Part of my own unpleasantness involves focusing on especially bad representatives of the species, so that I can more readily write off the entire human circus as some ghoulish combination of greed, stupidity, dishonesty and rude smells. But I was also brought up, without my own full awareness, to expect lying to be punished and liars to be shunned. Especially in the context of boasting — which, even when arguably warranted, was independently frowned upon by a strong 50 percent of my parents. (This is probably why I perceive, say, my fastest running performances, best examples of writing and highest test scores as within a delta of ordinary, data be damned.) And any sort of underhanded behavior, especially the deliberate tricking of others — this might be cutting a running course or promising something you knew you couldn’t deliver — went into the same “proceed at your gravest risk” bin.
How I drew these values from my taciturn-but-particular Midwestern dad while viewing him chiefly as a grimly benevolent statue is a story for another day, as is my obvious failure to implement these values at every turn. But the wingnut flavors of American religion satisfy all of these flaws — lies, boasting and deceit — and that in part probably explains why I have chosen to direct most of my available venom at religious frauds. Or anyone with a personal beef who resorts to lying.
Steve McConkey is a bad person in every demonstrable way that can be determined at a distance. But despite his lack of virtuous accomplishments, he should not be denied at least the recognition of having successfully dedicated himself to bungling his own life beyond all likely frontiers of personal failure, right down to blaming everyone but himself for why he’s only content when he’s trying to play the bully.
When he’s not trying to see gay and transgender people “eliminated” (he really does use that word, and frequently) with lies and hectoring, he’s dribbling racist rumors and other babble on Facebook or at other wingnuts, or complaining that atheists by definition are evil and should be treated accordingly (and that every religion besides the version of Christianity he invented is illegitimate), or mocking overweight people, or trying to defame and doxx his detractors into silence using tactics more evocative of a 9-year-old aspirant to the Alt-Right than of even the most watered-down Jesus acolyte. I’m saving details on that last stuff for later.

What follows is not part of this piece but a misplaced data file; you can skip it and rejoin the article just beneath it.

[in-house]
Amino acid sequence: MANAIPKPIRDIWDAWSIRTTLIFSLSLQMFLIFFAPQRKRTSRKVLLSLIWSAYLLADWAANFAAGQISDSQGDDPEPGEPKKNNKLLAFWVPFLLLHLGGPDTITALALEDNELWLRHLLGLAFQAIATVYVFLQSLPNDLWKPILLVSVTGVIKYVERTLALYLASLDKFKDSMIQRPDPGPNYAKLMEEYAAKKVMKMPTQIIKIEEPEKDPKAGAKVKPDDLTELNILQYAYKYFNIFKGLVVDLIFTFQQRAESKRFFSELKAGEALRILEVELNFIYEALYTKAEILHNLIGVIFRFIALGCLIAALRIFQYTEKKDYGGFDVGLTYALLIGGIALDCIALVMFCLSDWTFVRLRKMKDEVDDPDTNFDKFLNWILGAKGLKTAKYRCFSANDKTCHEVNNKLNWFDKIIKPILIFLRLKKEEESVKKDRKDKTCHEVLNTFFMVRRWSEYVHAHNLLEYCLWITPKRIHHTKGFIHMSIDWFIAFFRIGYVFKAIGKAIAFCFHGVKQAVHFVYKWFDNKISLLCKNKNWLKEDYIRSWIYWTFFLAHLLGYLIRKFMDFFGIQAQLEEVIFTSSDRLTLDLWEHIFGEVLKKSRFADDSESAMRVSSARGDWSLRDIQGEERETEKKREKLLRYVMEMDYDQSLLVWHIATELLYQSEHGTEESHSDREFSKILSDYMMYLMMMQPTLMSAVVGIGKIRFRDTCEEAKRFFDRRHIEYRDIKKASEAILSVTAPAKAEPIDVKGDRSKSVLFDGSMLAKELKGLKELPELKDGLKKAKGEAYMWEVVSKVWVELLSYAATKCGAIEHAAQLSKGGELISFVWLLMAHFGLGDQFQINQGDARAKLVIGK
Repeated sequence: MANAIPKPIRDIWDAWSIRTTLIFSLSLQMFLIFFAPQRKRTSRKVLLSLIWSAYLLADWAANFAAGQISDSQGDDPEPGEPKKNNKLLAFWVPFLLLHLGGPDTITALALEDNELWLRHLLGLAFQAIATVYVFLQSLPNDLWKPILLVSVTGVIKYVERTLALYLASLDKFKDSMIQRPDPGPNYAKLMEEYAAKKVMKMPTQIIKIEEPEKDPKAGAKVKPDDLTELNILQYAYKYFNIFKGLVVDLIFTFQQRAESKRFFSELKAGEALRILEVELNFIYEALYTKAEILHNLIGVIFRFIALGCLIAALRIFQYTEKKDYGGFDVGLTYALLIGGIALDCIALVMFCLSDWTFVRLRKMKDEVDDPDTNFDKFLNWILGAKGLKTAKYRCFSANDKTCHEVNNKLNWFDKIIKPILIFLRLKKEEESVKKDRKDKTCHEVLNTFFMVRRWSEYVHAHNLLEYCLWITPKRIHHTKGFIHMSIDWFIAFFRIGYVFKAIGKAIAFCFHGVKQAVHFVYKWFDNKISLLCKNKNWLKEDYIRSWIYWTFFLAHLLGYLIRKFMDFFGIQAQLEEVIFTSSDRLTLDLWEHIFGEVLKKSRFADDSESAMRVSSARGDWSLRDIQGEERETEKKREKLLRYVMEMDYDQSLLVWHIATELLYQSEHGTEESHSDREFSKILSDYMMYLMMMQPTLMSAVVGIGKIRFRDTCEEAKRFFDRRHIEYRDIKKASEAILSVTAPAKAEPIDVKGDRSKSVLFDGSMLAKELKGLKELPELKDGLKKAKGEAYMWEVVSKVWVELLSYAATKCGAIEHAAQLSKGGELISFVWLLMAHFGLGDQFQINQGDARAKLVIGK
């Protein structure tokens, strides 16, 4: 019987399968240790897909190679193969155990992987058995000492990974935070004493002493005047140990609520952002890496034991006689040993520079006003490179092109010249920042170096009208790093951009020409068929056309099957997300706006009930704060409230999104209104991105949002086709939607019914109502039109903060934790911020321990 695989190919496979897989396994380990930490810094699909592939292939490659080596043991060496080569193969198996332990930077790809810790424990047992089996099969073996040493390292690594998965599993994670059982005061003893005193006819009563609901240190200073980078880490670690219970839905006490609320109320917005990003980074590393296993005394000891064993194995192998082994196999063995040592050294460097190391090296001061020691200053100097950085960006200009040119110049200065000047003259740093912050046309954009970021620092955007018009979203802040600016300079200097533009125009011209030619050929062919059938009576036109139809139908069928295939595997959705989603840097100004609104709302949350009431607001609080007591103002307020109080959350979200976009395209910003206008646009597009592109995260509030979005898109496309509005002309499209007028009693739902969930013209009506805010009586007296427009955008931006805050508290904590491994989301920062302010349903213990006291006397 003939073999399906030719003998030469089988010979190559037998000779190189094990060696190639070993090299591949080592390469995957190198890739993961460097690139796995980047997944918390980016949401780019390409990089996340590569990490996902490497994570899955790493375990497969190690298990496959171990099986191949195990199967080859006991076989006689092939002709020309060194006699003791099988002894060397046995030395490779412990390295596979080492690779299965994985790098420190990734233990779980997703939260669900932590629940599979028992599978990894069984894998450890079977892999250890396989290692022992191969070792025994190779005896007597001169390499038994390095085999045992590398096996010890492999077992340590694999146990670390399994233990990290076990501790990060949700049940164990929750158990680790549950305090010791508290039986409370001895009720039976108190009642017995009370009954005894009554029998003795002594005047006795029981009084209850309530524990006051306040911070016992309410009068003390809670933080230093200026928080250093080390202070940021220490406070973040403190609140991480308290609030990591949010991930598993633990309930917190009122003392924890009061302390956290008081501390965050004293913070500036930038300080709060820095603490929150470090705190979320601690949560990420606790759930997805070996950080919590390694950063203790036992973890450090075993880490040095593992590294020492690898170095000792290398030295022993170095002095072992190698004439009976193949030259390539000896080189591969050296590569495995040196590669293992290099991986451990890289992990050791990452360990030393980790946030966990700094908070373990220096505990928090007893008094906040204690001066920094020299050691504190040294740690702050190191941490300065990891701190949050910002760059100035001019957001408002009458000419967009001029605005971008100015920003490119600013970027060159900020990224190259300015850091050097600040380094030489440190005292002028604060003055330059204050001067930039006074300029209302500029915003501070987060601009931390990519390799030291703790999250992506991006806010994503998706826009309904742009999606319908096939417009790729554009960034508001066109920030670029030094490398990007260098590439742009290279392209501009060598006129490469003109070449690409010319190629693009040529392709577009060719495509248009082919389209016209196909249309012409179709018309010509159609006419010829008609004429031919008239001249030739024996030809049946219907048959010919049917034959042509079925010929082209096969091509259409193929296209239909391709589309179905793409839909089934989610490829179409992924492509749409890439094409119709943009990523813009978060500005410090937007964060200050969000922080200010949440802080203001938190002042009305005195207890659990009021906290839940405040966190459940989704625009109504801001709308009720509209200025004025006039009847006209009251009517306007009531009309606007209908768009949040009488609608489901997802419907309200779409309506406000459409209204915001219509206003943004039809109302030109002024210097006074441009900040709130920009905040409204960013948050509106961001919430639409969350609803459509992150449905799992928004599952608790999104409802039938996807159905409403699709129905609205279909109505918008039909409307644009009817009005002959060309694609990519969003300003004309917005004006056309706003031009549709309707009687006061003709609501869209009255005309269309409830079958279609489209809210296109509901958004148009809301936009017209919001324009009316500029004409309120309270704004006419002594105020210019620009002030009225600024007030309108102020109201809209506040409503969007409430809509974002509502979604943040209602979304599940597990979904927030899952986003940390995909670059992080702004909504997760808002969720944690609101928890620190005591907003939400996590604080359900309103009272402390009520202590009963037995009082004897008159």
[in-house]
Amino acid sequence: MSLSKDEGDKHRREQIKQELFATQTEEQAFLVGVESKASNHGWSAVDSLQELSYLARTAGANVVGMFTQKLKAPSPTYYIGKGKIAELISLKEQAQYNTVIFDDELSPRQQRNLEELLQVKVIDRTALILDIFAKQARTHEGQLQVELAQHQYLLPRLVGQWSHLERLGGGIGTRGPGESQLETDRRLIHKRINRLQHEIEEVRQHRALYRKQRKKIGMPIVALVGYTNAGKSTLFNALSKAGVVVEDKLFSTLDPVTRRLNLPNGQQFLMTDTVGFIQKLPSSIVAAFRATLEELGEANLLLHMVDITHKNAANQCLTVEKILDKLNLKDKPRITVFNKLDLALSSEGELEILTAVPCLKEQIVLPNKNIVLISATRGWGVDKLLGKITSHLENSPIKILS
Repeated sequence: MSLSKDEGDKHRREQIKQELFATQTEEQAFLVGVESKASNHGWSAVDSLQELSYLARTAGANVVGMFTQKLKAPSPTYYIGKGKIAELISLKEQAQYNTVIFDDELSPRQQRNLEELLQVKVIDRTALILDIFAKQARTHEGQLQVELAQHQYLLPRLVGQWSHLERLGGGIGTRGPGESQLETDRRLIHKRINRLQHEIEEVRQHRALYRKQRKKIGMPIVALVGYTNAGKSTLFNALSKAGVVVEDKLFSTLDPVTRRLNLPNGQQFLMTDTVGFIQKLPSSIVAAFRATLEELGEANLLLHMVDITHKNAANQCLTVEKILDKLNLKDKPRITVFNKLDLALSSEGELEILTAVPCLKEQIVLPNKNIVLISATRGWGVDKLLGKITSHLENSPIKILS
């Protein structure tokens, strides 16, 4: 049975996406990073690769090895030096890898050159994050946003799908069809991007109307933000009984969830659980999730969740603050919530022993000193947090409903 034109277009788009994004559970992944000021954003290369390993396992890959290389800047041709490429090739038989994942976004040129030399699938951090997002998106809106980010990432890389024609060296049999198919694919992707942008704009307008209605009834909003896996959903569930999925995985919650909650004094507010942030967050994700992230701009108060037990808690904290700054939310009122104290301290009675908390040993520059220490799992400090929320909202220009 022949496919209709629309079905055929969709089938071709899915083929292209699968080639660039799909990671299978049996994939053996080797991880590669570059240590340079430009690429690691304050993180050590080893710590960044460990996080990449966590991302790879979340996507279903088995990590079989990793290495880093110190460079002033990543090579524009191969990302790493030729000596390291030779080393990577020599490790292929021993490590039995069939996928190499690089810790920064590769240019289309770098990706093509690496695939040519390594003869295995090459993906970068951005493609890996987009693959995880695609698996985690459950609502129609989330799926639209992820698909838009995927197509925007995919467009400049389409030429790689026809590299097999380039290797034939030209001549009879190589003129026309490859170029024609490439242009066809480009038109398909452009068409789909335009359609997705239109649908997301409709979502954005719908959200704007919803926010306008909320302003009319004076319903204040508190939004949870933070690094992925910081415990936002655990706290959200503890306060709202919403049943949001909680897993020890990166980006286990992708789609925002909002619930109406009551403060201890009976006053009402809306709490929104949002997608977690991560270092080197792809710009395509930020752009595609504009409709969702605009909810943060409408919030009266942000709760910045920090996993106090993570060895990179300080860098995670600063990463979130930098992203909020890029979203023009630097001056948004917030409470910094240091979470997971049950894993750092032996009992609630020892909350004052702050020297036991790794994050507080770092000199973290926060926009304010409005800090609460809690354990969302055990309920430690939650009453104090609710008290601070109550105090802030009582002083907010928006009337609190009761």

But nowhere is the flameout of the last vestiges of Steve McConkey’s presumptive decency more evident than in his eagerness to spread damaging misinformation and predictions about the COVID-19 pandemic. Lots of vocal Evangelicals — who as a ponderous 80-million-strong jelly-headed bloc represent the slowly rotting collective albatross around the neck of American society — have taken the bait and dutifully relayed everything from Fox News to their Facebook pages. But none I know of have done it under the aegis of an epidemiology and biostatistics expert who continually trumpets his intelligence and his mostly false credentials while plainly not knowing a damned thing about anything.
It started on Feb. 28 with this.
This is an example of McConkey’s content appropriation — he copies the majority of an article from a media outlet or hoax-news site and puts it on 4 Winds, then links “his” 4 Winds article to Facebook, essentially presenting it as his own work. This is both typical of McConkey and low, but for present purposes it resulted in an unusually bad decision even for a someone whose unwise choices over a period of decades define the shitty existence he ekes out today.